Alfred Neumann architectural records and papers, 1900-1985, (bulk 1950s-1960s)
8 linear feet, 60 oversize folders, and 9 rolls.
Alfred Neumann (1900-1968) was a Czech-born architect with an international career. Most of his major projects were executed in Israel; his earlier work consisted mainly of private residences for Czech clients, as well as commercial and residential architecture undertaken with various firms or government bodies in Paris, Berlin, Algiers, and South Africa. Neumann devoted a substantial portion of his career to teaching and to research into architectural morphology, theories of proportion, polyhedral structures, and architectural space as pattern. He taught at both the Technion (Israel Institute of Technology) in Haifa, and the Universite Laval in Quebec. He participated in CIAM (Congres International d'Architecture Moderne), Groupe Espace, and other architectural groups throughout his career.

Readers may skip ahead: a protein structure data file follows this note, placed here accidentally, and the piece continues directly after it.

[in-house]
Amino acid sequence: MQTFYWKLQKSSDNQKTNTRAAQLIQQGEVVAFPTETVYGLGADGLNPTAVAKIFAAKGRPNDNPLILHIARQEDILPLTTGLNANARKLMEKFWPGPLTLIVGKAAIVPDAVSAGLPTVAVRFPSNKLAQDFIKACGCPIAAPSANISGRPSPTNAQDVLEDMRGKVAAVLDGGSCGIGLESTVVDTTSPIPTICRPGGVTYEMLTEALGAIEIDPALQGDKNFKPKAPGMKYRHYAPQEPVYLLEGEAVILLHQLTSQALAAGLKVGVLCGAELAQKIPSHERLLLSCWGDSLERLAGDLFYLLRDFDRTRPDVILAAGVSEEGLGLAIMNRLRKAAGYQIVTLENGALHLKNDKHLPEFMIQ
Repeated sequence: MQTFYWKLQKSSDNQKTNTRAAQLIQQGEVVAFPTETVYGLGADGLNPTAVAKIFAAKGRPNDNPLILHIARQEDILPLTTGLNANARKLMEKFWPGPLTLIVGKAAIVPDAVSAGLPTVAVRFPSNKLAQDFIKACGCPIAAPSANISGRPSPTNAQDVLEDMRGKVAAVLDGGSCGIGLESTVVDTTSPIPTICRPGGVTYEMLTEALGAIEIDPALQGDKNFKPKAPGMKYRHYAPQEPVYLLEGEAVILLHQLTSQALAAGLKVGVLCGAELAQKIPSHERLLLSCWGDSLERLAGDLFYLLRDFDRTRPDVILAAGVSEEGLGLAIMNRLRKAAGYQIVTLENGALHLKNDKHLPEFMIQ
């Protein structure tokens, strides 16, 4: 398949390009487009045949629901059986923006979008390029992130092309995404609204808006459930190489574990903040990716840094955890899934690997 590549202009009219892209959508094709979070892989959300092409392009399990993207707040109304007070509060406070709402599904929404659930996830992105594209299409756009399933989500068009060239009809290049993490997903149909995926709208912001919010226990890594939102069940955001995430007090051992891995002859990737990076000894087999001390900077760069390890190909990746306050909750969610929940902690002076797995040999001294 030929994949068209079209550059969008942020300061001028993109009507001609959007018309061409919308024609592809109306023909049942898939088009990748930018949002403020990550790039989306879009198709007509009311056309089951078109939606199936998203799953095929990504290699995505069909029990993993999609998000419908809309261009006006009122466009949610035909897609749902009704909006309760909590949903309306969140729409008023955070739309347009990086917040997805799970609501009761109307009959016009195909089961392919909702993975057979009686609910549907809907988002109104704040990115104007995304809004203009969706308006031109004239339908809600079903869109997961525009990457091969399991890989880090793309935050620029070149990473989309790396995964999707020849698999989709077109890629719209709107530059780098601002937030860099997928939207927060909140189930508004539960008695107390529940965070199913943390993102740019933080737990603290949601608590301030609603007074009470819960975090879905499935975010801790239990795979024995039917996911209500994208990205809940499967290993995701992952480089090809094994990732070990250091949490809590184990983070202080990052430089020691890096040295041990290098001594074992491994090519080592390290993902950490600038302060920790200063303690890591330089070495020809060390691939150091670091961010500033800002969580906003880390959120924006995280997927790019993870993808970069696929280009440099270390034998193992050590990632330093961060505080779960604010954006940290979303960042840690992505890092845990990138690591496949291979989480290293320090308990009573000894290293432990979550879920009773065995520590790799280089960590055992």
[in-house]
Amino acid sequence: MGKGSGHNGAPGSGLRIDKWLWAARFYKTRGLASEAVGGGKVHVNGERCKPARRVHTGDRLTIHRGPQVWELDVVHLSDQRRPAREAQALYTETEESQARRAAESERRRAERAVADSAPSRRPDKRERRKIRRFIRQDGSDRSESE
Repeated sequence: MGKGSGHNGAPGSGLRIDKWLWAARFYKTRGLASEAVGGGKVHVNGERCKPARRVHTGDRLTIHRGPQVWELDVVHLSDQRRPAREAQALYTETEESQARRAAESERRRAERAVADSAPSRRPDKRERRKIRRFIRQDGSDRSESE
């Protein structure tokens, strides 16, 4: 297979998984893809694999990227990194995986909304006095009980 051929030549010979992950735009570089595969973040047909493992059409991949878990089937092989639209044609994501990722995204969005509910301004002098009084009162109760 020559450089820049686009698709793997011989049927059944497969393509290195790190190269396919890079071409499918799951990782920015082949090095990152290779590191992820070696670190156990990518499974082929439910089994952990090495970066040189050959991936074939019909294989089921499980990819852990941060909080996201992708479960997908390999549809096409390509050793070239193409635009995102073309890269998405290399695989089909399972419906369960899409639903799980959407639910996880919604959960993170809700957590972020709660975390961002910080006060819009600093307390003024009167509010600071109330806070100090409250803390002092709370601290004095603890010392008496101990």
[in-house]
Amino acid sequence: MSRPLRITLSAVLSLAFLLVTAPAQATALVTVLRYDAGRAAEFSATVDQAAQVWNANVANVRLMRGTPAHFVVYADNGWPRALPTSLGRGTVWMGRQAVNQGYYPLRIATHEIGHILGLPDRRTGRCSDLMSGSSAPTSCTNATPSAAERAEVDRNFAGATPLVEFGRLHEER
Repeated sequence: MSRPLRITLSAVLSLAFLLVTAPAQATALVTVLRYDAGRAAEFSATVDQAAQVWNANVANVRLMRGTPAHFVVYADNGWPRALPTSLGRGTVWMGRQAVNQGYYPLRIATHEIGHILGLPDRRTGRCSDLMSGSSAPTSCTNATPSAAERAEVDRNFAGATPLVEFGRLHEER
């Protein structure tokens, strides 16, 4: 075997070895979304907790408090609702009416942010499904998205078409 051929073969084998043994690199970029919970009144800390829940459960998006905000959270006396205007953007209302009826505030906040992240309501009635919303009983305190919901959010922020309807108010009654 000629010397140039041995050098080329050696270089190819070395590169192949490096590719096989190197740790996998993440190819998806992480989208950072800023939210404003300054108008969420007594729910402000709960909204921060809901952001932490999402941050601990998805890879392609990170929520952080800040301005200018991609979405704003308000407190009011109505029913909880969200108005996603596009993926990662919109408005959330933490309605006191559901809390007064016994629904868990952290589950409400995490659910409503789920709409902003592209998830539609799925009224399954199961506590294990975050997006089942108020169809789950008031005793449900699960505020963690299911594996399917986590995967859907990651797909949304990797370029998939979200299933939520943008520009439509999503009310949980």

The collection is arranged in nine series: Project Records, Correspondence, Professional Papers, Writings and Notes, Faculty Papers, Publications, Personal Papers, Artworks, and Reference.
Finding aid available online. See Online Link.
This collection is composed primarily of project drawings and photographs, extensive personal and professional correspondence, Neumann's writings and unpublished research materials, student artworks, travel photographs, papers related to Neumann's faculty positions and group memberships, and publications related to his projects. Notable correspondents include: Andre Bloc, Yona Friedman, Sigfried Giedion, Jean Ginsberg, Walter Gropius, Zvi Hecker, Le Corbusier, Berthold Lubetkin, Man Ray, William Muschenheim, Moshe Safdie, Jose Luis Sert, and Eldar Sharon. Most correspondence is written in German, French, English, or Hebrew. The bulk of the material dates from the 1950s and 1960s and concerns projects and research undertaken in Israel.
This collection is available for use by appointment in the Department of Drawings & Archives, Avery Architectural and Fine Arts Library, Columbia University. For further information and to make an appointment, please call (212) 854-4110 or email firstname.lastname@example.org.